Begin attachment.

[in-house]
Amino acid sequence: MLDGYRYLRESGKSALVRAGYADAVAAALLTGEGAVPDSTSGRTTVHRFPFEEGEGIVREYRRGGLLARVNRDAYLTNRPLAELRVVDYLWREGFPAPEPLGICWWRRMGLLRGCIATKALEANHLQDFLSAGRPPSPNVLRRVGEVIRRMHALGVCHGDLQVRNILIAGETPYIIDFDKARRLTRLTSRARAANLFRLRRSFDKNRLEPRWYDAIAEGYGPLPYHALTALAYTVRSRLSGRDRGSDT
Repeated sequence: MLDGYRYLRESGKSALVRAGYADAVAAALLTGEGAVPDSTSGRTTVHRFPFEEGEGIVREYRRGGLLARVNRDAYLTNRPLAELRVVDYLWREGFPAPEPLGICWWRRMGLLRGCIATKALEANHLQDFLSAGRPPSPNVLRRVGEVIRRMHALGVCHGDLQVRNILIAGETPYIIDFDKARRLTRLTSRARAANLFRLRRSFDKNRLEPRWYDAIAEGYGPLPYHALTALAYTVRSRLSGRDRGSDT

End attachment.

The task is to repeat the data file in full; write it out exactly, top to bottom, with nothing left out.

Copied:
[in-house]
Amino acid sequence: MLDGYRYLRESGKSALVRAGYADAVAAALLTGEGAVPDSTSGRTTVHRFPFEEGEGIVREYRRGGLLARVNRDAYLTNRPLAELRVVDYLWREGFPAPEPLGICWWRRMGLLRGCIATKALEANHLQDFLSAGRPPSPNVLRRVGEVIRRMHALGVCHGDLQVRNILIAGETPYIIDFDKARRLTRLTSRARAANLFRLRRSFDKNRLEPRWYDAIAEGYGPLPYHALTALAYTVRSRLSGRDRGSDT
Repeated sequence: MLDGYRYLRESGKSALVRAGYADAVAAALLTGEGAVPDSTSGRTTVHRFPFEEGEGIVREYRRGGLLARVNRDAYLTNRPLAELRVVDYLWREGFPAPEPLGICWWRRMGLLRGCIATKALEANHLQDFLSAGRPPSPNVLRRVGEVIRRMHALGVCHGDLQVRNILIAGETPYIIDFDKARRLTRLTSRARAANLFRLRRSFDKNRLEPRWYDAIAEGYGPLPYHALTALAYTVRSRLSGRDRGSDT